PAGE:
4 Million Low-Income Households Could be Affected by Government Shutdown
With HUD and USDA shutdown, the number of low-income households affected by the government shutdown -- as well as the local jurisdictions managing affordable housing and related programs -- increases daily.
Members of the Campaign for Housing and Community Development Funding (CHCDF) have reached out to congressional leaders about the effects of the government shutdown on affordable housing and community development programs impacting low-income households.
More than four million households that depend on HUD’s rental assistance and other programs may become destablilized, according to CHCDF. While public housing authorities received January funding and expect to receive February funding, a continued shutdown means they will not be able to make rent subsidy payments to landlords for March 1st, meaning tenants could face eviction.
Upwards of 85,000 households -- the elderly or people with disabilities -- are already affected by 1,150 Section 8 project-based assistance contracts up for renewal and suspended as of January 3rd, according to CHCDF's Impacts of Government Shutdown on Affordable Housing Programs fact sheet that can be reviewed and downloaded below. The number of expiring contracts would increase in January and February.
“The partial government shutdown is a disaster for the millions of low-income families, seniors, and people with disabilities who depend on HUD assistance for safe, stable housing,” said Council of Large Public Housing Authorities Executive Director Sunia Zaterman in the congressional letter from CHCDF. “Funding uncertainty puts more than two million voucher households at risk of losing their homes, and a lack of operating fund payments will force public housing authorities to shut units that cannot be repaired or properly maintained.”
CHCDF, a coalition led by the National Low Income Housing Coalition, also addressed how the government shutdown thwarts critical investments in local communities and in affordable and accessible housing for low-income families while creating widespread uncertainty for affordable housing investors.
Each day the shutdown deadlock endangers service delivery to people that rely on public housing and related public services, like heat assistance, healthcare and supportive services, according to the original NLIHC announcement.
A continued government shutdown affects affordable housing programs and funding in the following ways:
- HUD has proposed that private owners plan to use their rainy day funds to cover housing payment shortfalls.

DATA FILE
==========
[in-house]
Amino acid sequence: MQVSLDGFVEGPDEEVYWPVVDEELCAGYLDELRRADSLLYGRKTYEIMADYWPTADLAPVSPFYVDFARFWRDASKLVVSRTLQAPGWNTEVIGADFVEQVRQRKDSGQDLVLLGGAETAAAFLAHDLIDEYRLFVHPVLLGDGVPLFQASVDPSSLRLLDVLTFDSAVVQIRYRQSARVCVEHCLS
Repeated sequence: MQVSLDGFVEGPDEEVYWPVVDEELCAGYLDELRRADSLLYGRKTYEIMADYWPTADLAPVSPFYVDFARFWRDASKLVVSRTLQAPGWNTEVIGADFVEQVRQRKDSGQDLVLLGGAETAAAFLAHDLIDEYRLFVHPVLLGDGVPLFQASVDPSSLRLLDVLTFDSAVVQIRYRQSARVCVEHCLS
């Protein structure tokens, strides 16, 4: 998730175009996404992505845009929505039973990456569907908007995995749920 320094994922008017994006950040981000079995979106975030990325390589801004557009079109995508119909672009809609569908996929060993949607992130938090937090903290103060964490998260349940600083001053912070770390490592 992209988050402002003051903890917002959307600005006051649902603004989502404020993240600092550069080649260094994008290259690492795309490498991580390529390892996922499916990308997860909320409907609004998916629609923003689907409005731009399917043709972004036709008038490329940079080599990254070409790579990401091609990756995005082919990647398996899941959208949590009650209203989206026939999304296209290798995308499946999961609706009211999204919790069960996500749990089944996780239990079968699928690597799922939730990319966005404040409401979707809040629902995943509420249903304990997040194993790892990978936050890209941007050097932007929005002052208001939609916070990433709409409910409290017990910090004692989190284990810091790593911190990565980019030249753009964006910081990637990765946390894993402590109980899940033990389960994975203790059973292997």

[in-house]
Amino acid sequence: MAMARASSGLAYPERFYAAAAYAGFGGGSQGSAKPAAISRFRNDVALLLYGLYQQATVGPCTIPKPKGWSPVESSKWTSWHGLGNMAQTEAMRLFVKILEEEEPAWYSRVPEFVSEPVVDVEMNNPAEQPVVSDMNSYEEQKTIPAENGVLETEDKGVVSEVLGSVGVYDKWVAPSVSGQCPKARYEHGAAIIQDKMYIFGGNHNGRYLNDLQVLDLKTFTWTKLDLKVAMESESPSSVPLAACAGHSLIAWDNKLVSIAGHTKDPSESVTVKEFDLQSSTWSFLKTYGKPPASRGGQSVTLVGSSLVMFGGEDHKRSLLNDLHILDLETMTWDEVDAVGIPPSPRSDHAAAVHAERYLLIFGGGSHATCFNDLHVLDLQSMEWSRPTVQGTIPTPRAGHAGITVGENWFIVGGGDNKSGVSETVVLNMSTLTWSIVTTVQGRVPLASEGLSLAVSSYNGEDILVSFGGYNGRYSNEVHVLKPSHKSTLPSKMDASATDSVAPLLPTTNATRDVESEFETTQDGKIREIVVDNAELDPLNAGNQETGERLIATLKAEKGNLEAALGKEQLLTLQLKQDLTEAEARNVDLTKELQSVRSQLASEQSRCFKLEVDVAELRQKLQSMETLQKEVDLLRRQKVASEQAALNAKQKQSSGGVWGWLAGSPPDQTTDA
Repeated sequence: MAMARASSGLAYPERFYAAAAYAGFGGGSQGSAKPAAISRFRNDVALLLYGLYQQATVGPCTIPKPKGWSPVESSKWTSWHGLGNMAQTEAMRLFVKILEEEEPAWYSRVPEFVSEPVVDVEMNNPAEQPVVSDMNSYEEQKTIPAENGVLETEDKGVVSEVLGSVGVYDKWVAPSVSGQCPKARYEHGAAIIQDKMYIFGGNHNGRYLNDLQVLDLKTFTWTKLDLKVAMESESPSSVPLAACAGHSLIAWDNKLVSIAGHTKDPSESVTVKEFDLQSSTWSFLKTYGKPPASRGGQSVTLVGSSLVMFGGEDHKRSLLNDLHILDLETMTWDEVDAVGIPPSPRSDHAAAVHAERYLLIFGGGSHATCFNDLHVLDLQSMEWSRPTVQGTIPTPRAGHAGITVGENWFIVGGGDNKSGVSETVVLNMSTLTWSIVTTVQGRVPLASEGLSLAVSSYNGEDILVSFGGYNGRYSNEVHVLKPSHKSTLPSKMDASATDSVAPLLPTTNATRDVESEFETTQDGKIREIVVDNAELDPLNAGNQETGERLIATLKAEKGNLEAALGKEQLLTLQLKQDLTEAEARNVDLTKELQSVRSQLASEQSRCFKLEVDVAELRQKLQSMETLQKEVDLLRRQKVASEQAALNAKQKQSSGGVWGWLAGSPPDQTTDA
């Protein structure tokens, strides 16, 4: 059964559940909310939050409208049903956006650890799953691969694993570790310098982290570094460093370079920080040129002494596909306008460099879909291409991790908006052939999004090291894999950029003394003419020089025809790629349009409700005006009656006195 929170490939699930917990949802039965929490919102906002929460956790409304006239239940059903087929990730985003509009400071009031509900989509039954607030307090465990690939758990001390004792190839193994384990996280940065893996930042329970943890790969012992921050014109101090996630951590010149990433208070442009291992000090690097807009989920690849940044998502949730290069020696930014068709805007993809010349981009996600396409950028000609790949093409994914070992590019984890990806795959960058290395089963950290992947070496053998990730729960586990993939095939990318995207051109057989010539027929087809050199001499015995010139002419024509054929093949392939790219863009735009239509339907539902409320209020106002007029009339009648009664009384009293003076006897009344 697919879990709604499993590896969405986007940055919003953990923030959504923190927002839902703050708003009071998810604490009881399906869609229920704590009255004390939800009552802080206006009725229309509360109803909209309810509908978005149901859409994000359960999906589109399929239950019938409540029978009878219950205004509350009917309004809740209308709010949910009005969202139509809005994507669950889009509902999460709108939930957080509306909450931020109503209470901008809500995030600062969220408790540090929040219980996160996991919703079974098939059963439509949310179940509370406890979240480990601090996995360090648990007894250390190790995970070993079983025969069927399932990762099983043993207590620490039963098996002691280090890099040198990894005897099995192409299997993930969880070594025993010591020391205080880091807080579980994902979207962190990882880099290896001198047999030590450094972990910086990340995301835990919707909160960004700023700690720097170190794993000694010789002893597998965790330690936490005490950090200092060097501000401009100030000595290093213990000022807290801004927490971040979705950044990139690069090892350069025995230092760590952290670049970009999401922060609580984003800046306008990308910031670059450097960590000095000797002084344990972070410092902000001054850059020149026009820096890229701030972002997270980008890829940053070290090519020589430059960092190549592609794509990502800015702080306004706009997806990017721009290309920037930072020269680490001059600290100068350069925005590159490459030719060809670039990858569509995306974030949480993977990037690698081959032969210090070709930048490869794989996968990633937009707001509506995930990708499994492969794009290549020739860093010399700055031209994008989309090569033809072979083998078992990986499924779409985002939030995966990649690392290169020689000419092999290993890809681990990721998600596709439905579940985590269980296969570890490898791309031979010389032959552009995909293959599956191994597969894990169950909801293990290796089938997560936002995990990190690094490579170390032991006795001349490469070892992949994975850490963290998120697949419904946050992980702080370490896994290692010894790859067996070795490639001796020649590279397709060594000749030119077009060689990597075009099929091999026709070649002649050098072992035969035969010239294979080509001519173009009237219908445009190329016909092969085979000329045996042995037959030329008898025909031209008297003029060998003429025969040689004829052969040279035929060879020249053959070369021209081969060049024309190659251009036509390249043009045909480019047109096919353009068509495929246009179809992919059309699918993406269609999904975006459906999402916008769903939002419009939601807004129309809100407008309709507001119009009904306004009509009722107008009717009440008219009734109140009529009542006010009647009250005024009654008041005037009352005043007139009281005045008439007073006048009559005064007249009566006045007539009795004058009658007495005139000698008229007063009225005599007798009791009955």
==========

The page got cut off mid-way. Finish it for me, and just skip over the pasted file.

- Section 202 funding halts endanger the elderly.
- The USDA rural rental assistance program payments for January are still an unknown while heating assistance is suspended and construction of related affordable housing projects is stopped.
- Community Development Block Grant (CDBG) and HOME Investment Partnerships grant programs are at a stand-still and local jurisdictions may not be reimbursed for program and project expenses. The capital backlog at public housing authorities needing critical repairs or upgrades affects 2 million residents.
- Homeless programs being halted could result in a gap in critical services.
- The Federal Housing Administration has an estimated unpaid balance of $13.5 billion in insured debt for project-based Section 8 contracts.
“The average older adult in HUD’s Section 202 Housing for the Elderly program has an annual income of $13,300, an income far too little to make ends meet in any private housing market. More than 400,000 older adults rely on the Section 202 program, while another 1.2 million rely on other HUD programs for housing assistance. We urge Congress and the White House to end the shutdown so that each of these 1.6 million older adults have the stable housing they need to age with dignity,” said LeadingAge President and CEO Katie Smith Sloan.
“This shutdown is hurting families across the country whether or not they work for the federal government and prolonging it will make matters worse,” said NAHRO CEO Adrianne Todman. “Capital expenses that require approval from HUD employees are left undone, and housing vouchers are not reaching families in need as housing agencies curtail additional spending. We should be especially concerned about the public- and private-sector landlords in the project-based rental assistance program who are left without funding and/or contract renewals. Those who can are already dipping into their reserves to make repairs and respond to their residents’ needs, but these reserves only go so far. This is unacceptable. End the shutdown.”
Review and download the CHCDF fact sheet:
FY19 Shutdown Factsheet by on Scribd
Learn more and get a list of expiring HUD contracts for project-based Section 8 properties:
UPDATE: We identified and mapped all expired (or soon to expire) @HUDgov contracts for affordable housing. Together, the dots represent ~150,000 deeply poor seniors & people w/disabilities whose homes are at risk from #shutdown2018. https://t.co/v4V8r3pScS pic.twitter.com/Sq2PUZ8p4s
— Diane Yentel (@dianeyentel) January 9, 2019